No, but you can now. The Heat, starting with Shaquille O’Neal and Dwyane Wade and moving down the lineup, were a formidable foe for the Pistons. The 40-point performance by Wade in Game 2 was, it turned out, only the opening salvo in a Miami bombardment. Wade continued his excellence right up to his injury in Game 5. Shaq burned Ben Wallace night after night. Damon Jones and Rasual Butler went from “What’s the difference?” to being the difference in the last Miami victory.

Wade was “the story” Monday night, a question mark until game time with that rib muscle strain. He came out to thunderous applause, and he was there in the starting lineup. But despite a few early acrobatics, he was more miss than make in the first half, and his mobility was clearly limited.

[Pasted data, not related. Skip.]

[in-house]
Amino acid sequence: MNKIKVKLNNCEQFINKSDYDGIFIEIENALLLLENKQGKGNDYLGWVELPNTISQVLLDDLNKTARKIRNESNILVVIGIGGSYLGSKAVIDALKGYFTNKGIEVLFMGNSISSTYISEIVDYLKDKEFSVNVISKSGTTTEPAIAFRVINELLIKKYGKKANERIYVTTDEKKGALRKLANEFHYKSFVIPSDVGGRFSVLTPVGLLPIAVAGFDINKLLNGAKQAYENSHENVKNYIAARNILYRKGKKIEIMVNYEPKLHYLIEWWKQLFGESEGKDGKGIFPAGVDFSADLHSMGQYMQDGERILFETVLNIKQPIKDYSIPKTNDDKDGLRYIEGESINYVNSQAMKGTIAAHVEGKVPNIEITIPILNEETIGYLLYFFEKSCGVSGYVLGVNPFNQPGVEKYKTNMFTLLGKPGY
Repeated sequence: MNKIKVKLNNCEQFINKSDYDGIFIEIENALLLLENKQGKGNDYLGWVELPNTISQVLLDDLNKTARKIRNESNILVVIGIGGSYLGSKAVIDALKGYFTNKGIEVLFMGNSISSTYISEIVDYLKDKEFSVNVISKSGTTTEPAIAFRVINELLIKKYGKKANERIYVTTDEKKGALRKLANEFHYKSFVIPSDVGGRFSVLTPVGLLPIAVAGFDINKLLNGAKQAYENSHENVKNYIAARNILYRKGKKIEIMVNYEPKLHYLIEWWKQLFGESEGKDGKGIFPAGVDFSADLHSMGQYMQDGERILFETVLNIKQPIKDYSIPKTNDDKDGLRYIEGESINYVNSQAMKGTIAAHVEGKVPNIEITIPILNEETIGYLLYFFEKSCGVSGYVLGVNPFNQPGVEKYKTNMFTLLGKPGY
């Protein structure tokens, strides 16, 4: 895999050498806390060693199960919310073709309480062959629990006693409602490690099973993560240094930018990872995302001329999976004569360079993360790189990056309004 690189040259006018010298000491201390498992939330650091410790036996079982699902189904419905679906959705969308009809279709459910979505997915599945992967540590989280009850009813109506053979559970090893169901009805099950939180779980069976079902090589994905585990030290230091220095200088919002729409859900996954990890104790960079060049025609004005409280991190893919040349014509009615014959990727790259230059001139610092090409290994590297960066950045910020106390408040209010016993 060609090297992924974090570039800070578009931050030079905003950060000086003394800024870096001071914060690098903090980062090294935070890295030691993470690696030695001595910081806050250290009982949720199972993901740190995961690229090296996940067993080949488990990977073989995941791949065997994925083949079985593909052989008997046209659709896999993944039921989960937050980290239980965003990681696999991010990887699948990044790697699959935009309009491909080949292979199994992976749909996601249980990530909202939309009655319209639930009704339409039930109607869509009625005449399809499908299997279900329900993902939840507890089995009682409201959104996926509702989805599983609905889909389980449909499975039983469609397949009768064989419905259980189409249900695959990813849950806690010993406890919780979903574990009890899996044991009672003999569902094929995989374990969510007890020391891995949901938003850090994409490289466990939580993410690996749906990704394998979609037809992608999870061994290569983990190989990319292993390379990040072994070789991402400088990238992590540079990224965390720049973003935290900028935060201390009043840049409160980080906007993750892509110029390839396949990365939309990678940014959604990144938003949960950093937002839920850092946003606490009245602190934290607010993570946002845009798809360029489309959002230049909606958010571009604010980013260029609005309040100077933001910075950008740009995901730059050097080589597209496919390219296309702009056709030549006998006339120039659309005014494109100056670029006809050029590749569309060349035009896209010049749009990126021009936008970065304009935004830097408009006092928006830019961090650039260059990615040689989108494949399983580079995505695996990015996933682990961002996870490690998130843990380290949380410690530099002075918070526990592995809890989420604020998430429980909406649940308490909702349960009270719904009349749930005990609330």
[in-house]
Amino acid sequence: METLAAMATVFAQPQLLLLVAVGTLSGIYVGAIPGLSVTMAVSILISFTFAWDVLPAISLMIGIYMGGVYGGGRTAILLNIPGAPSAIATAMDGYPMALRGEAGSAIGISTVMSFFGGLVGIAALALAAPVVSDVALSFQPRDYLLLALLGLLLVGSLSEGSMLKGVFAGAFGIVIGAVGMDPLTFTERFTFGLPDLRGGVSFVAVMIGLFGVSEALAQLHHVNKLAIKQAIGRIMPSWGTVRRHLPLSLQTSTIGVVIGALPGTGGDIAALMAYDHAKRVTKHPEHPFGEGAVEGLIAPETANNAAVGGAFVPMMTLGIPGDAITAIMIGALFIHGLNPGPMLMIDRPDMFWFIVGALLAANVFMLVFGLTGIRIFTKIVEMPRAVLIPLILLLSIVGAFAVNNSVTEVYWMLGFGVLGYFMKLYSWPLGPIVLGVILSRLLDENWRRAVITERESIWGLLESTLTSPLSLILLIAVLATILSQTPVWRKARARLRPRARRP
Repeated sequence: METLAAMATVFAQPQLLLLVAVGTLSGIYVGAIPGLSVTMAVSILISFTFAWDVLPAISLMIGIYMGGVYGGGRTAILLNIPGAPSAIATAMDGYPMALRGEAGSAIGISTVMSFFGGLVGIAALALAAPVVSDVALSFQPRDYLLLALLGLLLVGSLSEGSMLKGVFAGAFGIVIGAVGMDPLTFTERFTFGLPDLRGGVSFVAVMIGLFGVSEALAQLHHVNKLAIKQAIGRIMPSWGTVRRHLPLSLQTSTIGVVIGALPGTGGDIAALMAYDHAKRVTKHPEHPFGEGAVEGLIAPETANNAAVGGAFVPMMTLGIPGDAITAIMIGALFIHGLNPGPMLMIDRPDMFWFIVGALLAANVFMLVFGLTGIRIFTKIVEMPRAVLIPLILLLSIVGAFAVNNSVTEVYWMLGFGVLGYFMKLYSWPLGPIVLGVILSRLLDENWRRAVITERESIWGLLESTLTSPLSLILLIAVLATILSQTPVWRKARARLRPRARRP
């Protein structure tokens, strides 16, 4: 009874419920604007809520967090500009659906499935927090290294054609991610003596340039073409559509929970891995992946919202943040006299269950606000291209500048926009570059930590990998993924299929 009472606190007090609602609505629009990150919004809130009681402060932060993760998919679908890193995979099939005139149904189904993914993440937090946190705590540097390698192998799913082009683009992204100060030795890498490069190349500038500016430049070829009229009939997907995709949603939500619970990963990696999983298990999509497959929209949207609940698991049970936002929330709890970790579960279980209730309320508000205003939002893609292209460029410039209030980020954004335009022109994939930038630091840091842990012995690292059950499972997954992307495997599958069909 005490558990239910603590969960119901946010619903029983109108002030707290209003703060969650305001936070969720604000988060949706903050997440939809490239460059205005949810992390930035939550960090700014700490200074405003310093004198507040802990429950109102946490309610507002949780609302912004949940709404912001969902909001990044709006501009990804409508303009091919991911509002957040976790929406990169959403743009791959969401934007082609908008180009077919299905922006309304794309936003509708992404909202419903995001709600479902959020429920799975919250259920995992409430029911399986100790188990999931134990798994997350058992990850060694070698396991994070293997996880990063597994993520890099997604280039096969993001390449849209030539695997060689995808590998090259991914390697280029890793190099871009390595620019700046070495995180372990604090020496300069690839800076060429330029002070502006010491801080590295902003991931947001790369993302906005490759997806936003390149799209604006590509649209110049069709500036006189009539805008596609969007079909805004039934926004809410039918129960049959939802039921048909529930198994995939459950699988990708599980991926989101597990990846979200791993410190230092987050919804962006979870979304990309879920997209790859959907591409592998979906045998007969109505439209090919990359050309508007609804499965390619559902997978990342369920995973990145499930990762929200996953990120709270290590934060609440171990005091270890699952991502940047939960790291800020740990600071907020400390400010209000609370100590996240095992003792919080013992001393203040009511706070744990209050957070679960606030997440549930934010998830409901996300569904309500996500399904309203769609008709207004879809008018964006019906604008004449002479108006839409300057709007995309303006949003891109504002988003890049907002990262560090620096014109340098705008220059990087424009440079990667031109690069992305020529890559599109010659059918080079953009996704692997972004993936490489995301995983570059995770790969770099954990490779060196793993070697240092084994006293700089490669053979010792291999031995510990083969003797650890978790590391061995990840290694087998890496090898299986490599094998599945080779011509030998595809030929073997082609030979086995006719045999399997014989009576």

Then came the second half. I don’t know what they gave him in the locker room, but they should market it. Wade nearly won the game himself, making 5-of-6 in the third quarter, disrupting everything, causing the crowd to rise in collective bursts of amazement.

The Heat, which had a six-point lead in the fourth quarter, is a dogged bunch, on offense and on defense, and you can bet it’ll be back next year. Whatever edge O’Neal might lose as he ages, Wade will make up for in experience and savvy. Let’s face it. Miami makes winning the Eastern Conference a lot more difficult.

But the East is in the Pistons’ pocket now, thanks to Rasheed’s heroics and Chauncey Billups’ four cool-handed free throws in the closing seconds.